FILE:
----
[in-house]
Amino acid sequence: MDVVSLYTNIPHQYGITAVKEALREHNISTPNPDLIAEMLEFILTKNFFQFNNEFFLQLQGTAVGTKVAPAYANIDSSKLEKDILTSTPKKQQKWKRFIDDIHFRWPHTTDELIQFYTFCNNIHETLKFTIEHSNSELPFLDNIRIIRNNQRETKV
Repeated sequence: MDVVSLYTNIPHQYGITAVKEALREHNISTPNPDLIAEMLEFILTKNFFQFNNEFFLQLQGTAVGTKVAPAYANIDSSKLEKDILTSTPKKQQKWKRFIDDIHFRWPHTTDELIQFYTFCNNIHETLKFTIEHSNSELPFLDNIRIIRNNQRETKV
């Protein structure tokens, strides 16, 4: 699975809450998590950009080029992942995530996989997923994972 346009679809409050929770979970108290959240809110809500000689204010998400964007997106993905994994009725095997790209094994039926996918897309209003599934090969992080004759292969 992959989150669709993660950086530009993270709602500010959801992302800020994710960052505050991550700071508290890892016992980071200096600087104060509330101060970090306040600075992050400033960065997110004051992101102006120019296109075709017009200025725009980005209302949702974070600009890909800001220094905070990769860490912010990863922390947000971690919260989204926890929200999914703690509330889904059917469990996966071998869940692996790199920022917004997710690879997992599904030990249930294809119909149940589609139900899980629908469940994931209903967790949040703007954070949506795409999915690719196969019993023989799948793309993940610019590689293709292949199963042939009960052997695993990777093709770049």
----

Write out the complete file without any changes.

[in-house]
Amino acid sequence: MDVVSLYTNIPHQYGITAVKEALREHNISTPNPDLIAEMLEFILTKNFFQFNNEFFLQLQGTAVGTKVAPAYANIDSSKLEKDILTSTPKKQQKWKRFIDDIHFRWPHTTDELIQFYTFCNNIHETLKFTIEHSNSELPFLDNIRIIRNNQRETKV
Repeated sequence: MDVVSLYTNIPHQYGITAVKEALREHNISTPNPDLIAEMLEFILTKNFFQFNNEFFLQLQGTAVGTKVAPAYANIDSSKLEKDILTSTPKKQQKWKRFIDDIHFRWPHTTDELIQFYTFCNNIHETLKFTIEHSNSELPFLDNIRIIRNNQRETKV
């Protein structure tokens, strides 16, 4: 699975809450998590950009080029992942995530996989997923994972 346009679809409050929770979970108290959240809110809500000689204010998400964007997106993905994994009725095997790209094994039926996918897309209003599934090969992080004759292969 992959989150669709993660950086530009993270709602500010959801992302800020994710960052505050991550700071508290890892016992980071200096600087104060509330101060970090306040600075992050400033960065997110004051992101102006120019296109075709017009200025725009980005209302949702974070600009890909800001220094905070990769860490912010990863922390947000971690919260989204926890929200999914703690509330889904059917469990996966071998869940692996790199920022917004997710690879997992599904030990249930294809119909149940589609139900899980629908469940994931209903967790949040703007954070949506795409999915690719196969019993023989799948793309993940610019590689293709292949199963042939009960052997695993990777093709770049």